Amy Keating wants to play with a coke-snorting Mr. Marmalade (Philip Riccio).
MR. MARMALADE by Noah Haidle, directed by Mitchell Cushman (Outside The March). At Holy Family Catholic School (141 Close). Runs to July 28, Monday-Saturday 7:30 pm. $20, $10 for under-30s on Mon and Wed. 416-504-7529, artsboxoffice.ca. See listing. Rating: NNNNN
Funny, raunchy and always fascinating, Mr. Marmalade follows the adventures of four-year-old Lucy (Amy Keating), a precocious child whose imaginary friend, Mr. Marmalade (Philip Riccio), is a drugged-up, insulting, vicious adult who offers her companionship but also makes her life hell.
Living with her self-centred single mother (Katherine Cullen) and left in the company of a bored teen babysitter with attitude (also Cullen) whose thoughts are on shagging her current boyfriend (Jason Chinn), Lucy finds a new acquaintance in the boyfriend's stepbrother, Larry (Ishai Buchbinder), a wide-eyed boy whose life experiences haven't been great. And he's only five.
Noah Haidle's extraordinary play explores the idea that we're fundamentally influenced by our youngest childhood experiences, whether or not we recognize the fact, and that the influence continues into adulthood. Tracing patterns of rejection, pain and need, Mr. Marmalade wraps its truths in laughter and absurd situations.
Director Mitchell Cushman's inventive production, designed by Jon Grosz, is site-specific: the action takes place in a kindergarten room filled with blocks, toy ovens, stuffed animals and a small sandbox that plays an important part in Mr. Marmalade's life.
Following the characters around the crowded classroom - you can sit on tiny chairs and have a juice-box break partway through the show - the audience is caught in a disorienting world where Lucy regularly indulges in hopscotch but has also learned to play the games of a grown-up relationship.
The performers are superb at conveying these complex characters, making some surprise entrances and shifting nimbly from cartoony, fast-action figures to moving, wounded souls.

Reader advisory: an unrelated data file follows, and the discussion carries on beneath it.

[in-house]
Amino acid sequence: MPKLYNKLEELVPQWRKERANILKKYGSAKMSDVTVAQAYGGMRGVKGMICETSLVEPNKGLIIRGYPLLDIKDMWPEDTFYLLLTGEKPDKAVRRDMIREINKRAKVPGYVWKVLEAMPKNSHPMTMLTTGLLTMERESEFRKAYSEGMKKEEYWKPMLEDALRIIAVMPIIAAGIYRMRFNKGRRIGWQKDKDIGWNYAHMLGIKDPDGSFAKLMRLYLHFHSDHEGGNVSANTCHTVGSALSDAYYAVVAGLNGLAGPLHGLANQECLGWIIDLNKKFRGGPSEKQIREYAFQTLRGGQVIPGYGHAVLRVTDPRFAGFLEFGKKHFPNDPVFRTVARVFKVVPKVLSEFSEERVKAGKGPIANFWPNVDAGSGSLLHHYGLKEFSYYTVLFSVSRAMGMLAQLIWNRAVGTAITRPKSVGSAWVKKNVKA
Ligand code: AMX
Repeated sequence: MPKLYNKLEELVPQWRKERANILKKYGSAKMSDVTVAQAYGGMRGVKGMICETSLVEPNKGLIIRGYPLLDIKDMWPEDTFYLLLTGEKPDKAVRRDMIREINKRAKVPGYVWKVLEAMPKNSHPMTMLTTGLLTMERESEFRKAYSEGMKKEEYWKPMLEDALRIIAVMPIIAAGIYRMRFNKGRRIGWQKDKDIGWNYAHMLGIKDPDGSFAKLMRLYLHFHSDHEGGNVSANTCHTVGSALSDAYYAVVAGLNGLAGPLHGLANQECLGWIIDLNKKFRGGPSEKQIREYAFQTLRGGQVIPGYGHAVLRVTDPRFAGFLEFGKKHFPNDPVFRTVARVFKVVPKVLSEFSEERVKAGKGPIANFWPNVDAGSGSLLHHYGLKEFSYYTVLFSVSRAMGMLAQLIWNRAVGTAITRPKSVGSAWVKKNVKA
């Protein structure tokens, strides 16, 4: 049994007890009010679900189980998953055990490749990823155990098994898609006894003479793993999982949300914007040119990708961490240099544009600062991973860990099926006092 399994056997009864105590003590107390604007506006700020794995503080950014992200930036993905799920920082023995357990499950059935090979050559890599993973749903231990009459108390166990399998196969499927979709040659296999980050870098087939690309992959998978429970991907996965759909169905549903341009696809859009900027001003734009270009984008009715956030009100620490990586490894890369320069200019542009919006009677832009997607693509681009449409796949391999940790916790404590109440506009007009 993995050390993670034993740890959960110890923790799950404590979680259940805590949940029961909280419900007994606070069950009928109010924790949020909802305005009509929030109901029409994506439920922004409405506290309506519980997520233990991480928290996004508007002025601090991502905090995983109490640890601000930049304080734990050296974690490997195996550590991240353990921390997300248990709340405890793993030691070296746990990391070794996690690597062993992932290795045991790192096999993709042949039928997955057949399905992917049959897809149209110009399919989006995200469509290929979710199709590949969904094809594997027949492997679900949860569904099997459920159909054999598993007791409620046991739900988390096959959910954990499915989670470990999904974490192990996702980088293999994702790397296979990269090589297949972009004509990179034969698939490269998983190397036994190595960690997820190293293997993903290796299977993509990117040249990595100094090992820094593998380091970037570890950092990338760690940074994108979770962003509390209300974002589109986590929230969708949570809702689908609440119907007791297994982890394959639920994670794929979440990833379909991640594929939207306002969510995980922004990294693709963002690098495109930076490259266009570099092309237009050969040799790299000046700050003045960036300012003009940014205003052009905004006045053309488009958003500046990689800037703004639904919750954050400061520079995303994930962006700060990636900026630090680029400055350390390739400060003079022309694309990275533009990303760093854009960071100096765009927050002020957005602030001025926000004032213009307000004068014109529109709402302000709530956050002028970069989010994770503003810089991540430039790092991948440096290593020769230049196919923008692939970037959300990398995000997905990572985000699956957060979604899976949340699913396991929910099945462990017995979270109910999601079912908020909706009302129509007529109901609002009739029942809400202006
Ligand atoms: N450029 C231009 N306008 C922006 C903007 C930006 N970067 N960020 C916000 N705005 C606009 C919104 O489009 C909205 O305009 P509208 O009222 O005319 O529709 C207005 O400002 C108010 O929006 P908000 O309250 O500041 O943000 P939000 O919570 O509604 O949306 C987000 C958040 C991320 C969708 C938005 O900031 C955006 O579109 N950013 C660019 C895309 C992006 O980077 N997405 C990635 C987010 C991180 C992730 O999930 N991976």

Keating is a perfect Lucy, a golden-haired miss looking for affection in all the wrong places; candid and playful, she's clearly learned that the alphabet starts with "A" for "abusive."
Riccio's Mr. Marmalade is a boyish partner at the start, but he devolves quickly into a vicious, cruel man who makes promises he never intends to fulfil. Lucy often hears from him through his personal assistant, Brady (the charming Sebastien Heins), one of the play's more sympathetic figures, who has his own problems with rejection.
You won't find a more winning, gawky innocent than Buchbinder, whose Larry makes a journey as fraught as Lucy's but emerges, as she does, with the possibility of a better future.
The talented Cullen and Chinn are often paired in their multiple roles, most bizarrely as a duo of imaginary characters who are joined at the hip - or would be, if plants had hips.
Guiding the action is Julie Tepperman, a perfect Romper Room host who reads to us from a picture book and prepares us for Lucy's trials and tribulations with family and friends.
Look out the classroom windows every once in a while, for you'll see some of the action happening in the playground. And don't ignore the walls around you; Dana Buchbinder's decor provides some additional insights - through posters, cut-outs and blackboard drawings - into Lucy's world.
Playing house has never been so comical or so dark.